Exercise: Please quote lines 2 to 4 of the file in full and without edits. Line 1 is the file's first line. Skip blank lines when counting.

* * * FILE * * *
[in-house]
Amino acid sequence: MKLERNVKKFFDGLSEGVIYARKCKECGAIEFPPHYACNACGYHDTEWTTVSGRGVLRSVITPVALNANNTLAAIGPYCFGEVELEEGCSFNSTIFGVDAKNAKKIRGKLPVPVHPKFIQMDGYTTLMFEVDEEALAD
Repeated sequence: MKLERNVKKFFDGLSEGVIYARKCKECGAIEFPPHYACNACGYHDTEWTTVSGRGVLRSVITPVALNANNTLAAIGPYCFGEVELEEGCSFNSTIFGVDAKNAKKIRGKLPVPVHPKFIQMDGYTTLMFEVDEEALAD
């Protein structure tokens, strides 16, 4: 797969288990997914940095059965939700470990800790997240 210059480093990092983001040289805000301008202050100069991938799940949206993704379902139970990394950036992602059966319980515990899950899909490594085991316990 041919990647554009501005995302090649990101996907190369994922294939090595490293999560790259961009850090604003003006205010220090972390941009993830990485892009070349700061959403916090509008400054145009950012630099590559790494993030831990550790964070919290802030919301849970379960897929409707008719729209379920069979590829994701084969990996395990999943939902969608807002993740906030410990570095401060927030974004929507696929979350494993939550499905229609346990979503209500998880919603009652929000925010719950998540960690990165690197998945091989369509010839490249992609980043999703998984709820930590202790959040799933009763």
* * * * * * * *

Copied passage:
Amino acid sequence: MKLERNVKKFFDGLSEGVIYARKCKECGAIEFPPHYACNACGYHDTEWTTVSGRGVLRSVITPVALNANNTLAAIGPYCFGEVELEEGCSFNSTIFGVDAKNAKKIRGKLPVPVHPKFIQMDGYTTLMFEVDEEALAD
Repeated sequence: MKLERNVKKFFDGLSEGVIYARKCKECGAIEFPPHYACNACGYHDTEWTTVSGRGVLRSVITPVALNANNTLAAIGPYCFGEVELEEGCSFNSTIFGVDAKNAKKIRGKLPVPVHPKFIQMDGYTTLMFEVDEEALAD
């Protein structure tokens, strides 16, 4: 797969288990997914940095059965939700470990800790997240 210059480093990092983001040289805000301008202050100069991938799940949206993704379902139970990394950036992602059966319980515990899950899909490594085991316990 041919990647554009501005995302090649990101996907190369994922294939090595490293999560790259961009850090604003003006205010220090972390941009993830990485892009070349700061959403916090509008400054145009950012630099590559790494993030831990550790964070919290802030919301849970379960897929409707008719729209379920069979590829994701084969990996395990999943939902969608807002993740906030410990570095401060927030974004929507696929979350494993939550499905229609346990979503209500998880919603009652929000925010719950998540960690990165690197998945091989369509010839490249992609980043999703998984709820930590202790959040799933009763």